3. Unless instructed otherwise, do not put the mast on top of the boat. It could bend the pulpits and or damage hatches. Masts are carried in special padded holders alongside the boat.
  4. Winches are normally ok to leave on. Larger boats may need them removed due to height.
  5. Keels may need to be removed to reduce height.
  6. Booms should be stored inside of boat. If they won’t fit, they can go in a mast rack.


These need special attention as they are very susceptible to chaffing damage.

  1. Wrap them well with at least two layers of bubble wrap or rug with the nap towards the mast. Do not use regular visqueen; it only holds out water and is too thin to prevent chaffing.
  2. Be careful not to allow any objects between the wrapping and the mast (i.e. shrouds, wires, ect.). Vibration can cause chaffing damage even through the padding.

HELPFUL HINT: When using duct tape, make the first wrap tight with the sticky side up away from the mast. Then make a couple of wraps with the sticky sides towards one another. This will help prevent the adhesive from pulling varnish or paint off of the mast and avoid the need to clean adhesive off the mast. Used rug can be obtained free from any carpet stores garbage bin.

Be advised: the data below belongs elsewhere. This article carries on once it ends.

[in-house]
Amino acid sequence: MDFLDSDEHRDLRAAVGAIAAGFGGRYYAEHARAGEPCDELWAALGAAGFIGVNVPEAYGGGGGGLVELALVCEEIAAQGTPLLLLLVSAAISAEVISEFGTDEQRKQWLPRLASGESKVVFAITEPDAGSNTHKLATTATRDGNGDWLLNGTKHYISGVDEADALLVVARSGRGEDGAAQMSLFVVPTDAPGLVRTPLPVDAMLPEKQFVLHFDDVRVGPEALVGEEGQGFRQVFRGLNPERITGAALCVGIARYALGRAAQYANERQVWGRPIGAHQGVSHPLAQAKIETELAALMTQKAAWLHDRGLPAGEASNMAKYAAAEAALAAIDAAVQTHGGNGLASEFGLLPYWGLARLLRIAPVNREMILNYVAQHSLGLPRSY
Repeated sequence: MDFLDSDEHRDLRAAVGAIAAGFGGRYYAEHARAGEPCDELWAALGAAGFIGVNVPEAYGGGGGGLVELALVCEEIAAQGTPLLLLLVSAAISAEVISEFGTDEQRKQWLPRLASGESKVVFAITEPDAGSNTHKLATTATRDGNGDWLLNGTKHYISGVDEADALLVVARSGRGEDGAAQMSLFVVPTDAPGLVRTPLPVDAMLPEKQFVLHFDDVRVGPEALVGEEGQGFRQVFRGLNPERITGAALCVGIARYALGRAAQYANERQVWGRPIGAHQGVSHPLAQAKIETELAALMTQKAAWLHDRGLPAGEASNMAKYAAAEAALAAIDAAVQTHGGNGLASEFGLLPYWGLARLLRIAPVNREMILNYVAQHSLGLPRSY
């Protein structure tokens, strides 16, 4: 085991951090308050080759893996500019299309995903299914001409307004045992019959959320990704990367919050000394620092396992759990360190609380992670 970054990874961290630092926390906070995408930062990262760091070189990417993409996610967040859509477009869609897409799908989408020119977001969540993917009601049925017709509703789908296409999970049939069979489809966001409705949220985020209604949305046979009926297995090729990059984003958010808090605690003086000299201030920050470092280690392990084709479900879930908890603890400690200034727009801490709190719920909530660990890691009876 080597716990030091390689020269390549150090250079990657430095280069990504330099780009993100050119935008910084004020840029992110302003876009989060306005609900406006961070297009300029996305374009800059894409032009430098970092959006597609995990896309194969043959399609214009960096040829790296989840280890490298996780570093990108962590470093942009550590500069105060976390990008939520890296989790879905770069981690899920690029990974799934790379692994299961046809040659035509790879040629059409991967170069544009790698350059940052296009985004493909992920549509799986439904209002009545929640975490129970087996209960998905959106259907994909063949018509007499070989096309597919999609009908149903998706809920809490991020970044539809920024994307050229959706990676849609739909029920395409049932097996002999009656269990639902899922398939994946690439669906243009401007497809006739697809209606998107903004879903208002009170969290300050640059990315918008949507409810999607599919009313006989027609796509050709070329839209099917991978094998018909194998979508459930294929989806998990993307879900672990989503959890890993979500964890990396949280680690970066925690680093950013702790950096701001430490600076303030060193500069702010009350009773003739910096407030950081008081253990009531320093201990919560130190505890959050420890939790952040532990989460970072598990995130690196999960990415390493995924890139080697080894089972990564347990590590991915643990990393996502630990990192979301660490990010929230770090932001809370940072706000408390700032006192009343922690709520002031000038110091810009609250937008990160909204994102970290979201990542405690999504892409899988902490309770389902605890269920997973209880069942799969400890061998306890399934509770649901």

By law, all boat transportation companies are required to carry cargo insurance. The maximum value carried by each varies greatly. Be sure the carrier’s maximum insurance coverage is greater than your boat’s value. If there is a loss, you are only entitled to the cost of repair or the boat’s actual value. Ask the carrier for specific coverage and policy exclusions. They can be very different. To get maximum coverage it is advisable to have a Transportation Rider attached to your yacht policy. The shipper (customer) needs to be aware that the carrier does not warrant the condition, integrity, craftsmanship, or packing of any part of the boat. Damage attributed to the above items as well as wind and weather damage is not covered by the carrier.